JACKSONVILLE, Fla. – It’s more difficult today to be a young woman than in previous generations, according to a new study from the Population Reference Bureau.
The report shows women ages 16 to 34 are losing ground in areas such as high-wage and high-tech jobs.
The study compared women of Generation X to Millennials in 14 areas, showing a decline for overall well-being for Millennial women, particularly in six areas:
- Poverty rate
- Unemployment rate
- Maternal mortality rate
- Suicide rate
- Incarceration rate
- Share of women in STEM occupations
Some women in the San Marco area Wednesday said they weren't surprised by the findings.
“I think people are trying to hold them to an even higher standard than men,” Aja Burles said. “We can’t be as good as men, we have to be better than men just to get the job.”
Crystal Morgan, on the other hand, said that aside from technology, not much has changed.
“I think as far as society, everything is still pretty much the same,” Morgan said. “They had to deal with the same thing that we are dealing with now, except that the only thing that is different is the time frame.”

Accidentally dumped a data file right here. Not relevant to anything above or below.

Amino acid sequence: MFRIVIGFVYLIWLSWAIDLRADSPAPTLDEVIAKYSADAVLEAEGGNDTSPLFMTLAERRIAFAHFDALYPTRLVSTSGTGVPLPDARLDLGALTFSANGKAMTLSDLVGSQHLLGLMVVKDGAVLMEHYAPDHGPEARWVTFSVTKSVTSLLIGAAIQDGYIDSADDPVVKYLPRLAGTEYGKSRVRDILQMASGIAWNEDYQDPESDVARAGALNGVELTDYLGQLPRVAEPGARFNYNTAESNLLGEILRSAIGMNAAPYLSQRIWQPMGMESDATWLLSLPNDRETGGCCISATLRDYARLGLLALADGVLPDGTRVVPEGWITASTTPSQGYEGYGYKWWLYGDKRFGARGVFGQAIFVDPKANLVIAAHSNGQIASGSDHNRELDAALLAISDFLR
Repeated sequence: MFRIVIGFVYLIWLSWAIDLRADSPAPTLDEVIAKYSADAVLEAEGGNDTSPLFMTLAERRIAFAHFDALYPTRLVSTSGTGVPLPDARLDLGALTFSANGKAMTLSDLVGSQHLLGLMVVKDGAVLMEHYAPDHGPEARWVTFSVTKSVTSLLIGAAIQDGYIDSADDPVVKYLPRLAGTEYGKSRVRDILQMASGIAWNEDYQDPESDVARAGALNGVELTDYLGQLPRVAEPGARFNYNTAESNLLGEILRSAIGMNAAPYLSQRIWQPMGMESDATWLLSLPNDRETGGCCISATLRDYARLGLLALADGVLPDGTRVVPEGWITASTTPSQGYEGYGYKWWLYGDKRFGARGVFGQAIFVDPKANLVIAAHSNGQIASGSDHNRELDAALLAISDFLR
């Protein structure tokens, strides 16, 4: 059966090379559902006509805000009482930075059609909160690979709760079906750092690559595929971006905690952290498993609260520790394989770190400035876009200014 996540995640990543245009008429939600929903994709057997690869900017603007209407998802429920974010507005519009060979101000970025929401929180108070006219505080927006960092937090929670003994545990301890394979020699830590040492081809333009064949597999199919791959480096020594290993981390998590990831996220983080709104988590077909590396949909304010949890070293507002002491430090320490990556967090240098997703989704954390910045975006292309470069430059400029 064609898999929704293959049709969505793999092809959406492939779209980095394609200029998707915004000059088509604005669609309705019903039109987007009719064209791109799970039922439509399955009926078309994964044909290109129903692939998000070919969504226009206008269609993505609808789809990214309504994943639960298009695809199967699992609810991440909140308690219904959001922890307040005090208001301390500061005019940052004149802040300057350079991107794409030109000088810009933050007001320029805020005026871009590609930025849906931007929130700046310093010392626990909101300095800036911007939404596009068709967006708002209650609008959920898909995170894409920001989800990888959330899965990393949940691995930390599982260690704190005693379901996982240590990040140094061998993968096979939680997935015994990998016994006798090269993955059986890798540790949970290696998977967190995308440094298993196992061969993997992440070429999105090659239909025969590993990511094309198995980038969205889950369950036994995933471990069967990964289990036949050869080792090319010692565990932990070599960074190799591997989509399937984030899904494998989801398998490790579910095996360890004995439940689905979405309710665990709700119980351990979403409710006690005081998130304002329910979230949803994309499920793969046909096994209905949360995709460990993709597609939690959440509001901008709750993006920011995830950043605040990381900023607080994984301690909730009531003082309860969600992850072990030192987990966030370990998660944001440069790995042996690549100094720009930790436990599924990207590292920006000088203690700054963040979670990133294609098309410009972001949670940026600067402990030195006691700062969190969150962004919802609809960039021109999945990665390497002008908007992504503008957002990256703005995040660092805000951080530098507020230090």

The study gauged well-being using 14 social, health and economic measures, eight of which saw positive trends:
- High school completion
- College completion
- Gender earnings gap
- Business ownership
- Teen birth rate
- Homicide rate
- Cigarette smoking
- Political representation
However, the report finds those gains did not outweigh the negative trends, many of which showed sharp changes, including an increase in suicide rates, a spike in overdose deaths and a 37 percent rise in poverty among young women from Generation X to the Millennial generation.
Many women and men News4Jax spoke with Wednesday said social media plays a big role in suicide rates, noting social media as one of the biggest changes and challenges young women face today compared to other generations.